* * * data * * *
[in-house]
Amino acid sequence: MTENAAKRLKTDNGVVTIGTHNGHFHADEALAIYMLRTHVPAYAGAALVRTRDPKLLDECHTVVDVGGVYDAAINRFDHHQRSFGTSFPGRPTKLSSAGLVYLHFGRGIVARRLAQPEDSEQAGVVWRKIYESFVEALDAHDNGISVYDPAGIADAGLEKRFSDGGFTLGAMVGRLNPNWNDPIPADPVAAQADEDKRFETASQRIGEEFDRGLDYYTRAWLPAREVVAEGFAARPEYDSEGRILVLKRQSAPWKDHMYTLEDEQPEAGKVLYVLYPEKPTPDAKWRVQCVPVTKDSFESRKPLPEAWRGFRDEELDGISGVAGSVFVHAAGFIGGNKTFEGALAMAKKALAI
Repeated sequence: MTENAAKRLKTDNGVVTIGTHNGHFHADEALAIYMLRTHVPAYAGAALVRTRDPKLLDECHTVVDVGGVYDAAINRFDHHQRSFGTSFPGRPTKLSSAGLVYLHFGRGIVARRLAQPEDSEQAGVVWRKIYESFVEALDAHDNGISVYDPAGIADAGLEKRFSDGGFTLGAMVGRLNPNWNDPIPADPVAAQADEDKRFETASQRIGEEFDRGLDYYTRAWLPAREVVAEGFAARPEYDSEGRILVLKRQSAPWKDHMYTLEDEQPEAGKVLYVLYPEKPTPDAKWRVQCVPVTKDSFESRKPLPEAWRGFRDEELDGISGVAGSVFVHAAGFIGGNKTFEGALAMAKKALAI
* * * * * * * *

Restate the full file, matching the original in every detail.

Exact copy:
[in-house]
Amino acid sequence: MTENAAKRLKTDNGVVTIGTHNGHFHADEALAIYMLRTHVPAYAGAALVRTRDPKLLDECHTVVDVGGVYDAAINRFDHHQRSFGTSFPGRPTKLSSAGLVYLHFGRGIVARRLAQPEDSEQAGVVWRKIYESFVEALDAHDNGISVYDPAGIADAGLEKRFSDGGFTLGAMVGRLNPNWNDPIPADPVAAQADEDKRFETASQRIGEEFDRGLDYYTRAWLPAREVVAEGFAARPEYDSEGRILVLKRQSAPWKDHMYTLEDEQPEAGKVLYVLYPEKPTPDAKWRVQCVPVTKDSFESRKPLPEAWRGFRDEELDGISGVAGSVFVHAAGFIGGNKTFEGALAMAKKALAI
Repeated sequence: MTENAAKRLKTDNGVVTIGTHNGHFHADEALAIYMLRTHVPAYAGAALVRTRDPKLLDECHTVVDVGGVYDAAINRFDHHQRSFGTSFPGRPTKLSSAGLVYLHFGRGIVARRLAQPEDSEQAGVVWRKIYESFVEALDAHDNGISVYDPAGIADAGLEKRFSDGGFTLGAMVGRLNPNWNDPIPADPVAAQADEDKRFETASQRIGEEFDRGLDYYTRAWLPAREVVAEGFAARPEYDSEGRILVLKRQSAPWKDHMYTLEDEQPEAGKVLYVLYPEKPTPDAKWRVQCVPVTKDSFESRKPLPEAWRGFRDEELDGISGVAGSVFVHAAGFIGGNKTFEGALAMAKKALAI